Black Country Dance Hub special school project

FRONTLINEdance were invited by The Black Country Dance Hub (BCDH) to deliver a dance performance project for Special Schools and SEN departments in Sandwell, Dudley, Wolverhampton & Walsall. Our dance artists worked in 16 schools to create a short dance piece with the young dancers. We worked with a wide range of ages and disabilities, and film maker Matt Beckett from Rivera Films filmed the work:


Breakthrou’aDvANCE member’s perform, choreograph, support in the delivery of our workshops, and sometimes perform with our professional performance team. It’s open to disabled and non-disabled people. 

All members are committed to working at an advance level, and dancers must audition for a place in the group. They not only create their own work and perform in each others choreography, but they are taught the health & safety aspects of being a dancer too. Contemporary dance technique classes are taught, and the members create their own warm ups and cool down. Assisting in FRONTLINEdance workshops is part of being a member of this group, and leaderships skills are also introduced. Some members now team-teach parts of our sessions, and some have become paid members of staff.  

FRONTLINEdance regular sign post the group to other possible training opportunities, workshops, job opportunities and to volunteering.

FRONTLINEdance also deliver our successful TRANSCEND programme as an additional / alternative route.

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Access Routes into dance

Elevate funding from Arts Council England and a grant for Esmee Fairbairn has meant that we are now able to stream line our community classes.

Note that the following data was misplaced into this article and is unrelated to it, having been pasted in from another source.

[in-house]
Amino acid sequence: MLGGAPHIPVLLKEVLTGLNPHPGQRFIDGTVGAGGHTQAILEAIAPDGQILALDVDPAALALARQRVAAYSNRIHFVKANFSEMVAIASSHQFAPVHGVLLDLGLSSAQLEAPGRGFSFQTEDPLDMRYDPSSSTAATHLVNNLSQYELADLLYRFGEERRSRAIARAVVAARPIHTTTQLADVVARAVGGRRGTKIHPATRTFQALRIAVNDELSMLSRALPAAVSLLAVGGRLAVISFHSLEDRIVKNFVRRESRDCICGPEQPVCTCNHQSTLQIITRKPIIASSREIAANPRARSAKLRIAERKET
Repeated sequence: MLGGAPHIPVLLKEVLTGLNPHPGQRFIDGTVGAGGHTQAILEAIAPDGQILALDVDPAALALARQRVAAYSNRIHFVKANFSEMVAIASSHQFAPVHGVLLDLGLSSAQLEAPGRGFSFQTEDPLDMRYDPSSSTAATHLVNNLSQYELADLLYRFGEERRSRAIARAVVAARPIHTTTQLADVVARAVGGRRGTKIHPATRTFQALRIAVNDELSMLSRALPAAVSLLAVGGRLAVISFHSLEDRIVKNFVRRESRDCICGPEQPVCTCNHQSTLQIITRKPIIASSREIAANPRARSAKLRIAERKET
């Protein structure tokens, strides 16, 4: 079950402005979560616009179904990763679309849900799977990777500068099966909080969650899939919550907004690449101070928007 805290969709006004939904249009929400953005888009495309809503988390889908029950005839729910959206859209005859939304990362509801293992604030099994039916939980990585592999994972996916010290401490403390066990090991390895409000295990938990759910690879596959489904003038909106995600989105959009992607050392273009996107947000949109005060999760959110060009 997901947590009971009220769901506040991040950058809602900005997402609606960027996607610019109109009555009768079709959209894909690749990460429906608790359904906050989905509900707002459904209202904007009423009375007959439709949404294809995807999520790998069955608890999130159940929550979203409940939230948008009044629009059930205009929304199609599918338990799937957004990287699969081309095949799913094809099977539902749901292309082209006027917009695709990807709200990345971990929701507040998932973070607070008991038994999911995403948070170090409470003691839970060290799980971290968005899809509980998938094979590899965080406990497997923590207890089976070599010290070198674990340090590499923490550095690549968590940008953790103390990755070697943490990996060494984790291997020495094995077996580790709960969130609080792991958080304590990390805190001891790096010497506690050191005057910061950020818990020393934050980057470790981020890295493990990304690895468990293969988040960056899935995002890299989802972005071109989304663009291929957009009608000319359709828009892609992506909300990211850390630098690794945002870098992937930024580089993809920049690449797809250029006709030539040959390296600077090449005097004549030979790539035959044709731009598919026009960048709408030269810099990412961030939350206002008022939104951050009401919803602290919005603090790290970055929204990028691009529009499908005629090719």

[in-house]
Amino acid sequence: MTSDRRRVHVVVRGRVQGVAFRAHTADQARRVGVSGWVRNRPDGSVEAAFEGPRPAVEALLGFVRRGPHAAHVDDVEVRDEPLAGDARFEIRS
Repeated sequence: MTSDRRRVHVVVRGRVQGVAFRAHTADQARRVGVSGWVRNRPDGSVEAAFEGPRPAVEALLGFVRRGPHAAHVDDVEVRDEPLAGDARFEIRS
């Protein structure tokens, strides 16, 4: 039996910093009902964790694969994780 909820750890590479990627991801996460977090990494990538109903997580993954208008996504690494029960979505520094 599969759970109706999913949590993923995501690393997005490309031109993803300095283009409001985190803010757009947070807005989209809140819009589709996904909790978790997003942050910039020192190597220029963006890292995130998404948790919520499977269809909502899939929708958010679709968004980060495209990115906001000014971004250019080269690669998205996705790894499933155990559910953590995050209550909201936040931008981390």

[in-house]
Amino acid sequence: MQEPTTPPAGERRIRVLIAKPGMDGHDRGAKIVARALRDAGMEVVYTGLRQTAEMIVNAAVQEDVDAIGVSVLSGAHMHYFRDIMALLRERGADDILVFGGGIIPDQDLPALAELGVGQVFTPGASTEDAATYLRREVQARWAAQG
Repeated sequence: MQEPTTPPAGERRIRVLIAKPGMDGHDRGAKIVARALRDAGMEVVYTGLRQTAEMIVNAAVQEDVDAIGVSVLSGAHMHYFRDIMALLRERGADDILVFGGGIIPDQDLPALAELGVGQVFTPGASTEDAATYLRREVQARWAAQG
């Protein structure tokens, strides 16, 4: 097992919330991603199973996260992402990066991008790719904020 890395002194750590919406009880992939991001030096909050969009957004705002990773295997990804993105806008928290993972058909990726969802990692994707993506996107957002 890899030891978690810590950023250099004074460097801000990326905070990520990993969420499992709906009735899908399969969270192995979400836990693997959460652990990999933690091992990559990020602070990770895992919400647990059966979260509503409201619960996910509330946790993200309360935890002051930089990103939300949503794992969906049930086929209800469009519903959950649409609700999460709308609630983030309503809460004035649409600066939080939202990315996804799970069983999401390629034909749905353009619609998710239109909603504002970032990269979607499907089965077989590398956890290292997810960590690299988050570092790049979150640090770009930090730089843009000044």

We run session for a variety of needs and disabilities and accommodate everyone – making us fully inclusive. This also means that we can encourage those with a natural flare and enthusiasm for dance to train and take their next steps towards developing towards a career in dance.

For more info about our streamlined classes visit COMMUNITY or get in touch.

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Children and Young People’s Culture and Education Partnership

Stoke Cultural Education Partnership (CEP) is a recently formed network of local authority officers, arts, cultural, and heritage organisations, FE, schools, Staffordshire University, and other key people, from who are working with children and young people (aged 0-25 years) in Stoke and Newcastle-under-Lyme.

The group is developing as a Cultural Education Partnership as part of the national Cultural Education Challenge and Stoke’s City of Culture bid. The CEP will become the strategic Board for formal and informal education as part of Stoke’s City of Culture bid.

The North Staffordshire Dance Development Group (NSDDP)

North Staffordshire Dance Development Partnership is a network and working group of organisations committed to the strategic development of Dance in Stoke-on-Trent and North Staffordshire.

Our aims are to:

  • Provide opportunities to present and promote professional (non-commercial) dance in the area
  • Deliver opportunities for children and young people to work with professional artists, whilst developing their own skills and interests in dance